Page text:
California Bishops call for fair immigration
Bay Area faith groups, community organiztions, business and labor
leaders held a press conference in Yerba Buena Gardens Wednesday
calling for fair immigration reform
for undocumented immigrants living in the U.S.
Photos by John
December 6, 2007
California Catholic Bishops called for continued efforts towards
comprehensive and "fair" immigration reform Wednesday
to protect the rights of undocumented immigrant workers and their
families in the U.S.
Archbishop George Niederauer said at a press conference in San
Francisco that the current immigration system is, "outmoded
because it does not contain sufficient work visas for temporary
migrant workers to enter the country in a safe, legal, and orderly
Joined by Bay Area faith groups, community organizations, business
and labor leaders, Niederauer said the work immigrants perform
in industries such as agriculture, service, and construction,
are important to California and the nation.
"From our experience, the overwhelming majority of undocumented
immigrants in America are not criminals. They migrate in order
to find work to support themselves and their families," said
Niederauer. "We urge all Catholics and all Californians to
reject attacks on immigrants and to work constructively towards
a human resolution of this problem of illegal immigration."
Archbishop George Niederauer
San Francisco Immigrant Rights Commissioner Angus McCarthy said
immigrant advocacy groups had to evaluate what failed after the
Bush Administration's controversial Immigration Reform bill suffered
a landslide defeat in the Senate in June.
The bi-partisan bill, introduced by Senators John McCain (R-AZ)
and Edward Kennedy (D-MA), would have provided a pathway toward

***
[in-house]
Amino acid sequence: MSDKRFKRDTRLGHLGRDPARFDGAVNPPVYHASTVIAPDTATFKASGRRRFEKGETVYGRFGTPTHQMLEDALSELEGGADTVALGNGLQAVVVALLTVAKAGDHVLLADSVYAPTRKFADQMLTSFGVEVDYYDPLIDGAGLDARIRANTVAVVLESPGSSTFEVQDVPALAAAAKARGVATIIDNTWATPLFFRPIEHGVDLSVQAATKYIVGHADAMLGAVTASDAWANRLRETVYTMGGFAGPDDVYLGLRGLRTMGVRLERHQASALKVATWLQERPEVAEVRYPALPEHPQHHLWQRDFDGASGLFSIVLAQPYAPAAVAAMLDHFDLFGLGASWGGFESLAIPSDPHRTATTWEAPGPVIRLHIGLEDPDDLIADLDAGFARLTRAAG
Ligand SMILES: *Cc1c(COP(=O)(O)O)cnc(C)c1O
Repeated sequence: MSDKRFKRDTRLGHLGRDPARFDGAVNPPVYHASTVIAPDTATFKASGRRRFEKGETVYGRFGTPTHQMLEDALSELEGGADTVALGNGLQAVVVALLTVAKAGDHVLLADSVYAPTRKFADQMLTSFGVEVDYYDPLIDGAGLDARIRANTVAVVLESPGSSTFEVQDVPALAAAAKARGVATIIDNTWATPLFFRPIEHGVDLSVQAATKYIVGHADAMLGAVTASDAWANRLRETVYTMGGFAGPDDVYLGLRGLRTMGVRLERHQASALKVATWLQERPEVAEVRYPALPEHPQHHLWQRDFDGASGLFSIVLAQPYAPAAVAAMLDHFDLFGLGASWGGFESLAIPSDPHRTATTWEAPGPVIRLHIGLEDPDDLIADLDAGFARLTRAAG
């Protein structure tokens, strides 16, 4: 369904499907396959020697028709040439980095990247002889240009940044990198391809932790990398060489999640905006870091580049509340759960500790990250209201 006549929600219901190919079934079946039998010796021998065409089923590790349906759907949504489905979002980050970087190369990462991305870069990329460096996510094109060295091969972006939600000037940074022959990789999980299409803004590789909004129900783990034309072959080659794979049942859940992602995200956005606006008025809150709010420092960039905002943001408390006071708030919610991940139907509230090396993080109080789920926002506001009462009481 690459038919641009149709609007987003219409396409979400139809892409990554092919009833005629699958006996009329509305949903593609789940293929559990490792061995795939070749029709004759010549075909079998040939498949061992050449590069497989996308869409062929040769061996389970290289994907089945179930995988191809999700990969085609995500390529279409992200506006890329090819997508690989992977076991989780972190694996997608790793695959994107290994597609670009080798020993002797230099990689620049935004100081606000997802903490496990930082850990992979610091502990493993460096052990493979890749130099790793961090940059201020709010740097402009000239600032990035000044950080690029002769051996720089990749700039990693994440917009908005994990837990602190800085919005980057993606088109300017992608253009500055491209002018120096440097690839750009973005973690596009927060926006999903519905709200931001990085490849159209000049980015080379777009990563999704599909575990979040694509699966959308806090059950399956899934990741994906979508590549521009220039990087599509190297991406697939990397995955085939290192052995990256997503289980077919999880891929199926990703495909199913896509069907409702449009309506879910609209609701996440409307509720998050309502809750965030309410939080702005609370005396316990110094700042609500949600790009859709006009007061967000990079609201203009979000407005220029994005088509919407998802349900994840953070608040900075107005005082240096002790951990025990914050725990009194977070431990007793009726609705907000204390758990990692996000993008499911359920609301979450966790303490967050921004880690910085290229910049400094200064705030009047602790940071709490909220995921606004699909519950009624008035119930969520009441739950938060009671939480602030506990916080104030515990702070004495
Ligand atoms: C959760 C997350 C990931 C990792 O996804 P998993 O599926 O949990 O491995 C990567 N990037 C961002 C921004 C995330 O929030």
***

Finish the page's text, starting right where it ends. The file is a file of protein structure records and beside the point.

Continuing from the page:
citizenship to millions of undocumented workers currently living
in the U.S. The bill received various criticisms from both Republicans
and Democrats with many Republicans turning against Bush, accusing
the bill of giving amnesty to illegal aliens.
"This is one of the first moves [since then] by the Catholic
charities and the churches to come forward and speak out on the
issue," McCarthy said. But he called Bush's version of immigration
The bill would have included $4.4 billion to fund "enhanced"
border securities. That would have included building more detention
facilities to accommodate 31,500 detainees, increased fencing
and border patrols, and the installation of ground-based radar
and camera towers along the Southern border.
George Wesolek, Director of Archdiocese of San Francisco, said
that though he thought the bill was a compromise, he nevertheless
"It was moving in the right direction," he said.
"We supported a general idea of having some sort of a path
to citizenship which the bill provided," Wesolek added. "It
was a little punitive of people coming and then not being able
to have their families come and join them for as long as maybe
ten or fifteen years."
Globalization and free trade agreements such as NAFTA have also
played a key role in the patterns of migration and needed to be
recognized Wesolek said.
Supervisor Gerardo Sandoval said free trade agreements had serious
detrimental effects on rural communities in places such as Mexico,
including displacement and migration of workers into bigger cities.
Sandoval said local Mexican farmers could not compete with giant
U.S corporations that can grow and sell corn in Mexico at cheaper
rates than Mexican farmers. But many other businesses were causing
displacement as well.
Supervisor Gerardo Sandoval
"When you look at the growth of big chain stores like Wal-Mart
and Mexico, you have to understand that Wal-Mart is selling products
to customers that previously were buying local products,"
"With the loss of jobs, people either have to come work
at Wal-Mart or go to the big cities or to the United States. But
they no longer can stay in their small towns."
"My grandfather was a furniture maker and he made everything
out of wood and straw. I know that the type of product that he
made is less and less in demand because people now will buy a
plastic chair made in China and sold by Wal-Mart. That's a direct